Date joined: 20 years, 10 months ago
Last login: 5 months, 1 week ago
Anyone who thinks Jewish music equals klezmer needs to hear Divahn's nouveau Sephardic/Middle Eastern groove. The all-female quartet infuses traditional songs with creative sophistication and harmonies, using tabla, cello, rabel, and other acoustics, plus vocals in Hebrew, Judeo-Spanish, Persian and Aramaic.<p>The group made its debut one year ago and has made several radio appearances on KUT?s 'Eklektikos' in Austin, and has begun touring throughout the United States. David Lynch of the Austin Chronicle chose Divahn as the 'Best New Band of 2001.'<p>Galeet Dardashti, the group's leader, comes from a long line of distinguished singers. She is a classically trained vocalist and has performed international Jewish folk songs throughout the United States and Canada for the past fifteen years together with The Dardashti Family and as a soloist. Galeet has also served as a High Holiday hazzan for the past two years. She is currently a doctoral candidate in Anthropology at the University of Texas, where she studies Middle Eastern music and culture in Israel.<p>Lauren DeAlbert has performed and recorded throughout the continental United States, Hawaii, and Israel for the past ten years. She has studied tabla at the prestigious Ali Akbar College of Music and with some of the world's most renowned tabla masters, including Zakir Hussain, Swapan Chaudhuri and Ty Burhoe, and with master Turkish musician Omar Faruk Tekbilek. <p>Michal Raizen is a classically trained Israeli-born cellist. She is currently a music performance student at the University of Texas, where she studies with Professor Paul Olefsky. She has performed with numerous classical chamber groups and orchestras and at international festivals in Israel, Europe, and the US.<p>Emily Pinkerton earned a BA in Music, French and Spanish from Butler University in Indianapolis. She is currently a Master's candidate in Ethnomusicology at UT Austin, studying Latin American music. Her travels and diverse musical interests have given her the opportunity to perform a wide variety of music, including Andean, American folk, Old-Time country, and Brazilian. Besides fiddle, Emily plays piano, guitar, banjo and other string instruments.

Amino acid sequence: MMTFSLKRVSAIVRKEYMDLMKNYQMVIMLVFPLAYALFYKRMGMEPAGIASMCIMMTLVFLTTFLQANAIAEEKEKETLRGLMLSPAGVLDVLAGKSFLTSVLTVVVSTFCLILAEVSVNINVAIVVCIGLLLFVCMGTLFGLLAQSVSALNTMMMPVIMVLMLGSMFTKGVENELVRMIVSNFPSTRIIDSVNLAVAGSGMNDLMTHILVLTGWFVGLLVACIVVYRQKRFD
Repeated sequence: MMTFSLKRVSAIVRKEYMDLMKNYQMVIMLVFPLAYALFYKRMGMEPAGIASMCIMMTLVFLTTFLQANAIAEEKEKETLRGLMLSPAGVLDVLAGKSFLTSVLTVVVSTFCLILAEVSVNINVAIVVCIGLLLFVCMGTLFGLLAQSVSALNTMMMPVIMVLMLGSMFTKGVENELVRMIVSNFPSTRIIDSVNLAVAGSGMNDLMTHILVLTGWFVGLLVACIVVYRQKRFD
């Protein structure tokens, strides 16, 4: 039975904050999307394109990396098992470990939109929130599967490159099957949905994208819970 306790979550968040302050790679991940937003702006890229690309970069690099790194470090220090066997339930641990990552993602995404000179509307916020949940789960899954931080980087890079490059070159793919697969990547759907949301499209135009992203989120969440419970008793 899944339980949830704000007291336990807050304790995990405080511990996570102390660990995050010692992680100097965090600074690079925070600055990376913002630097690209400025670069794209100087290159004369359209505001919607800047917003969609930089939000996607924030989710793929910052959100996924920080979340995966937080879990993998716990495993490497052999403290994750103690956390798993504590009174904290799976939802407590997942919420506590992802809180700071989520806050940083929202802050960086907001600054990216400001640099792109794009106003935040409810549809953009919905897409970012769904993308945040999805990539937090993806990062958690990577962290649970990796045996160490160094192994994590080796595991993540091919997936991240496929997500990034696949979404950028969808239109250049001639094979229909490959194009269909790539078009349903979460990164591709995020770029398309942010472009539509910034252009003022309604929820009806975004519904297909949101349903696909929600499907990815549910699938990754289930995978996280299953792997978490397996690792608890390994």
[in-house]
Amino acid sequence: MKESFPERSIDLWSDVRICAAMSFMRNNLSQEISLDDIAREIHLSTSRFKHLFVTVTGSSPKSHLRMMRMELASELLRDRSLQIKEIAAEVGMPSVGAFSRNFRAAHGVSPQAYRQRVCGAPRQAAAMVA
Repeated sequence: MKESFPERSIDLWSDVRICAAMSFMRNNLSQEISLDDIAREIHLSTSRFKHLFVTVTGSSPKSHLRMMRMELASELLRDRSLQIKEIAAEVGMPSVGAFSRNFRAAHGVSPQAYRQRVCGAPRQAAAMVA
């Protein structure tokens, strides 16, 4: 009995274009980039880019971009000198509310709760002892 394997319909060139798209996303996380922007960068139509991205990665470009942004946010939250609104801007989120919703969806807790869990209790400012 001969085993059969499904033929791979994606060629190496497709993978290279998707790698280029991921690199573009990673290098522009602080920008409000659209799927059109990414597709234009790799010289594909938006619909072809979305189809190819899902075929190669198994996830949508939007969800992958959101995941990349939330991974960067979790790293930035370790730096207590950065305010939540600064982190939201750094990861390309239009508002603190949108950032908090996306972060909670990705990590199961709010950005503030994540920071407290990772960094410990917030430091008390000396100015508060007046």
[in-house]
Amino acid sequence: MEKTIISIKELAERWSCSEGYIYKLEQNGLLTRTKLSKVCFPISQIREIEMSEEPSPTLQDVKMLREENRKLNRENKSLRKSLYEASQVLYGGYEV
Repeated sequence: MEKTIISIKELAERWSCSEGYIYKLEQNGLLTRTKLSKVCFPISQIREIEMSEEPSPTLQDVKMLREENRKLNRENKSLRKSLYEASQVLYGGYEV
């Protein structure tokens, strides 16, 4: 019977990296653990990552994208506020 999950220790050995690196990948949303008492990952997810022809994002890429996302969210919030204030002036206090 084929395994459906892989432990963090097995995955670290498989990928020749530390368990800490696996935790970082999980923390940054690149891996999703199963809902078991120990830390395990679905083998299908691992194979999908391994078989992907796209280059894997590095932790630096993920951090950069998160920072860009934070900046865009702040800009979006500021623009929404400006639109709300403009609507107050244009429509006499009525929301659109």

Artopium connects artists with the thing they need most: money.